Indeed, many motorists tend to shorten their travel time and avoid the additional expenses for gas and toll fees. Moreover as previously covered in the article of Martin B. Cassidy (2009), the implementation of congestion pricing addresses the issue of efficiency. According to Cassidy (2009), the South Western Regional Planning Agency Executive Director Floyd Lapp commented that the state should use congestion pricing (1). It can be explained that “congestion pricing” is the process of charging distinctly separate toll rates on “peak or off-peak” travel time schedules.
Also, the toll rates can be implemented in two ways, namely “static pricing” is attained in periodic intervals on a monthly or quarterly basis with published toll rates adjustments, while “dynamic pricing” can be implemented by using “electronic traffic sensor system” to monitor the volume of traffic and automatically adjust the toll rates. Early this year, the Associated Press in its electronic news has published ‘Report Pending on Highway Tolls in Connecticut’ with reference to the $1 Million research contract which was engaged by Connecticut Transportation Strategy Board (CTSB) with Cambridge Systematics, Inc.
(CSI). The Associated Press has implied the result of the research-study could be the turning point to realize the seemingly idyllic yet pending developments on the tolling project implementation. However, the Associated Press quoted that “it is still doubtful whether the CTSB would be supportive of CSI’s findings and propositions” (1). On the following month after the comments of Associated Press, the year 2009 report of the Cambridge Systematics, Inc. (CSI) was then submitted to Connecticut Transportation Strategy Board (CTSB).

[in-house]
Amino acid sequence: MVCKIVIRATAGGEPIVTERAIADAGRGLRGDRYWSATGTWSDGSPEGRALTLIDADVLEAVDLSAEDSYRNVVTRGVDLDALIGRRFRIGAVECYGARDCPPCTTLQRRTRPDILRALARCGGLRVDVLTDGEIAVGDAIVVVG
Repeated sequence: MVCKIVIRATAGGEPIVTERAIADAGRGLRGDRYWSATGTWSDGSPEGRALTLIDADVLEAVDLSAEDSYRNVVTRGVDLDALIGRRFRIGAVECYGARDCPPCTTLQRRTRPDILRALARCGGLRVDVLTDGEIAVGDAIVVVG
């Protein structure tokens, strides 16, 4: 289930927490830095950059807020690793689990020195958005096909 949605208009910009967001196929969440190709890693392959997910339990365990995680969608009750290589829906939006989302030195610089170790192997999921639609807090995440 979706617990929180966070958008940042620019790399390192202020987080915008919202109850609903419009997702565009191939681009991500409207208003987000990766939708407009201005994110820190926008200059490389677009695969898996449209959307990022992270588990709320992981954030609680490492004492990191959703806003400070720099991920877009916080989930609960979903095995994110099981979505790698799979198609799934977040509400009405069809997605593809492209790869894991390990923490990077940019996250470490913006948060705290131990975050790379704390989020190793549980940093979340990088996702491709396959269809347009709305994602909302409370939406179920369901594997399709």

The report which entitled: ‘Connecticut Electronic Tolling and Congestion Pricing Study’ was an independent technical study that formulated the strategic and feasible options in the implementation of the toll project. To generally describe the report, it contained variable conceptual framework on how the toll project can be effectively implemented and efficiently perform for public good, together with financial indicators that indicates the cost benefits of the state.
Overall, the report has extensively presented the financial viabilities that comprised the operational components. As cited, the CSI report has highlighted the following findings (2): • The New Toll Express Lanes require construction of new lanes and tolling, such as express lanes: A-1: Interstate 95 (Branford to Rhode Island State Line), and A-2: Interstate 84 (Waterbury to New York State Line);
• Conceptually, every users pay toll in spite of the occupancy levels and types of vehicles; • Neither access strip would produce traffic congestion, estimating from 6. 2 to 13. 8 percents decline of vehicles for every hour of delay, which shall be implemented at “I-95 and I-84” toll projects within one year period exclusive of new lanes. CSI (2009) has further presented the estimated revenue generation within a 30-year target, as shown in the illustration below: